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Lewis Hamilton will be downgraded 10 places at Sunday’s Turkish Grand Prix after receiving a penalty for using too many engine parts.
Mercedes took a fourth part – one more than allowed – to reduce the risk of the Briton failing in the tight championship run.
But he only took one engine component – the internal combustion engine – so a complete network collapse escapes.
The aim is to lose as little ground as possible to title rival Max Verstappen.
The Red Bull driver is two points behind Hamilton in the championship after recovering from the end of the grid after his one engine penalty and finishing second behind the seven-time champions in Russia in the last race.
Hamilton led the first practice session on Friday at Istanbul Park, 0.425 seconds ahead of Verstappen, ahead of Ferrari’s Charles Leclerc in third and Valtteri Bottas’s second Mercedes in fourth.
Mercedes made the decision to change the engine for reliability and performance after Hamilton lost one of its three engines to a failure in practice at the Dutch Grand Prix last month.
The use of the fourth combustion engine gives you a little more security and also the overall performance for the championship run-in.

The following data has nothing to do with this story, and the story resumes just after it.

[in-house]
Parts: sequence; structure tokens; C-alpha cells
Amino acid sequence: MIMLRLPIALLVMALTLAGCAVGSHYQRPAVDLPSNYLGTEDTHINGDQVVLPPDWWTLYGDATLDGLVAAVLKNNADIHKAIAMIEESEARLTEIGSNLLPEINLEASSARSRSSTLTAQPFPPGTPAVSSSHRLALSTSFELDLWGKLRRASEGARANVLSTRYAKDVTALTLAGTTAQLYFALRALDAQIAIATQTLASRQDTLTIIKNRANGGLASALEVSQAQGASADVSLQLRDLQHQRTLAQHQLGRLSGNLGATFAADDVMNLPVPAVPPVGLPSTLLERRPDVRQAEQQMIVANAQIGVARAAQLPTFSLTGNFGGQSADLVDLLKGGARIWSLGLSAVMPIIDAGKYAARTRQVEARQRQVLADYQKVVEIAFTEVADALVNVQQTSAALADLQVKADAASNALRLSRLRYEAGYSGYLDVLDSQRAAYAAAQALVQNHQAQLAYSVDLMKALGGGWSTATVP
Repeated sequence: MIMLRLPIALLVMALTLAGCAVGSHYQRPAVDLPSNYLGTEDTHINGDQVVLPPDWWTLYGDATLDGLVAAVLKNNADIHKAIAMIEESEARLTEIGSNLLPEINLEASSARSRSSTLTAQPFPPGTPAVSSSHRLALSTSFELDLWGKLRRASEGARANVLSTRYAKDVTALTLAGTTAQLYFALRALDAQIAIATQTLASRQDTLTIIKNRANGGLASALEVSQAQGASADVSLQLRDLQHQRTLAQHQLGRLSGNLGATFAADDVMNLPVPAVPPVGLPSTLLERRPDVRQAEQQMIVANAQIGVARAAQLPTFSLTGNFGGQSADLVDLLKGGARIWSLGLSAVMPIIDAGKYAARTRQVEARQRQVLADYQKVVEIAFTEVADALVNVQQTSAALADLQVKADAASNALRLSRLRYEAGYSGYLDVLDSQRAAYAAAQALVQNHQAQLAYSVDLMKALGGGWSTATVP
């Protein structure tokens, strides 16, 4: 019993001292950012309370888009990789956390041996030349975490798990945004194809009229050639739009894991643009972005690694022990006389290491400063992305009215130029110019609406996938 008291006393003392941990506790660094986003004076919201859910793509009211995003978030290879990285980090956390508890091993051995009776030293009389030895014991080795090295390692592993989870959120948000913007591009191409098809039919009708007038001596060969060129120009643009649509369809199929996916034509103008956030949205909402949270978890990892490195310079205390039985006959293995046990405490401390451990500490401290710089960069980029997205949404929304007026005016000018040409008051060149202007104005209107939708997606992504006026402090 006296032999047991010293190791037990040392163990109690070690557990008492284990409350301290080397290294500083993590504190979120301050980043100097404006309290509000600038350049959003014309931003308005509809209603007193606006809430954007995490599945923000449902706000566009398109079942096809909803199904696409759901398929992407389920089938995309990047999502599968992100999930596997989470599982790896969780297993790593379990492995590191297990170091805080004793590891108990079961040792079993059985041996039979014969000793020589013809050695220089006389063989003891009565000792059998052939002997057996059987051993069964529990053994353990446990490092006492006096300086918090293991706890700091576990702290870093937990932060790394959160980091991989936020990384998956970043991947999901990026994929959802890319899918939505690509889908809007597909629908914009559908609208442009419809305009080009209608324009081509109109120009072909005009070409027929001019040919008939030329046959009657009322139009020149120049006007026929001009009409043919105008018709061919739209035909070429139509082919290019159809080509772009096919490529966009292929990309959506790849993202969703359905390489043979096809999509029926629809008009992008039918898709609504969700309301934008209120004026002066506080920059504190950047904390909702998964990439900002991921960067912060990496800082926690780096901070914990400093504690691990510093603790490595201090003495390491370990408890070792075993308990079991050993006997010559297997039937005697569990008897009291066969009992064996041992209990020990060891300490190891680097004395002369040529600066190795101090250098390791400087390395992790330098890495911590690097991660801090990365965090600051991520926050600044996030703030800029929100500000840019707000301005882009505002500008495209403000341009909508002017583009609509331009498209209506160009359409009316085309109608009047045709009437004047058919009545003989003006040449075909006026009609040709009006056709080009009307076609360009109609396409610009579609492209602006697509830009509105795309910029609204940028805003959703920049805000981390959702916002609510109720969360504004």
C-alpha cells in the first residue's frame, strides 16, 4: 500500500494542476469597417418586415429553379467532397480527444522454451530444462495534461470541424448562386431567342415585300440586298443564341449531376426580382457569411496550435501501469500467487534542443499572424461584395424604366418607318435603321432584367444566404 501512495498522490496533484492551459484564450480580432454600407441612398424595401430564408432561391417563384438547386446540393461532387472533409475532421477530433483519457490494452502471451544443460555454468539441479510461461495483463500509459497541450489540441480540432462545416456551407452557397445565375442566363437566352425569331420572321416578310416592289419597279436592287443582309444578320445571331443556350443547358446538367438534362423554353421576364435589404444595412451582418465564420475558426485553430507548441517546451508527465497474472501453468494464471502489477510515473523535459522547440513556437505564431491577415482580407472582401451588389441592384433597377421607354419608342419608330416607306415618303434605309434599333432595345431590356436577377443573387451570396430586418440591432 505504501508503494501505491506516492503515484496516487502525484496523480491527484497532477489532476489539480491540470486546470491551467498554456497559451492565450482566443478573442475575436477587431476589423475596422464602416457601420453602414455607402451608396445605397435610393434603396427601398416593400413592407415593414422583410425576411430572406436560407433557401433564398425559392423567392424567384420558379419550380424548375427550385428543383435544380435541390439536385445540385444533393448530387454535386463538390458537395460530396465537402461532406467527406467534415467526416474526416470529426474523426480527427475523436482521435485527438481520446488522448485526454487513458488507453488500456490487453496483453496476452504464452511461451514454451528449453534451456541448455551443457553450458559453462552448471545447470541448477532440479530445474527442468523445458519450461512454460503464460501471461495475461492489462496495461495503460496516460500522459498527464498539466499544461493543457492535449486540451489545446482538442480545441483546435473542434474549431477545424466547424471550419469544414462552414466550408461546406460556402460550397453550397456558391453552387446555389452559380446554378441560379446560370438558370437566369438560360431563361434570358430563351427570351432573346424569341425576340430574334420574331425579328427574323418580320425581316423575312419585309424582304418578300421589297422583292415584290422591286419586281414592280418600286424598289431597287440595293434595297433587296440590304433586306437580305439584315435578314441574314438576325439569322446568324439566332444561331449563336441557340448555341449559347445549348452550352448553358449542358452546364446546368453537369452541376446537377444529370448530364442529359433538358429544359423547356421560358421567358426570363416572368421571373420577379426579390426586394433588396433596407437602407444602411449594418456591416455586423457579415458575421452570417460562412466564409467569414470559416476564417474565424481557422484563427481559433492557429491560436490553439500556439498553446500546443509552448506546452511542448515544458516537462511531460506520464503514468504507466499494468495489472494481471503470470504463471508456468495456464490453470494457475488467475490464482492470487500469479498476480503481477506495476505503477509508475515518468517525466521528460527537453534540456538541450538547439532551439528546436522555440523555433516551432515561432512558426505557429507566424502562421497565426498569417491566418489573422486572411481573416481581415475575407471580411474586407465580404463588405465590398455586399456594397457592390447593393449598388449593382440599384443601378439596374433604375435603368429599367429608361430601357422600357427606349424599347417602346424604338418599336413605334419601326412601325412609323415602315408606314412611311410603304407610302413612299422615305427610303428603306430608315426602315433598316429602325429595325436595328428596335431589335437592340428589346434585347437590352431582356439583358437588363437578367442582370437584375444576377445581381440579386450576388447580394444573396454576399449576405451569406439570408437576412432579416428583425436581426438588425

The team based its decision on simulations of the upcoming races and tried to weigh the negative effects of a penalty against the risk of reliability issues.
It was influenced by the fact that such a starter penalty is far less harmful than a failure in one race and thus a penalty in a subsequent race.
Mercedes said it only needed to change the internal combustion engine and not one of the other components: turbo, hybrid system, battery and electronics.
The fifth fastest Ferrari driver in the first practice session, Carlos Sainz, had already been confirmed with a complete engine change, and so was he will start from the back of the grille.
Esteban Ocons Alpine was sixth fastest ahead of McLaren’s Lando Norris, Alpha Tauris Pierre Gasly, Fernando Alonso’s second Alpine and Verstappen’s team-mate Sergio Perez.
Both Red Bull drivers complained of a lack of front grip throughout the session.
The hour-long run went smoothly and the track had gained a lot of grip compared to last year when it reappeared on their return to F1 after a 10-year hiatus and oils seeping out of the bitumen caused an extreme lack of grip.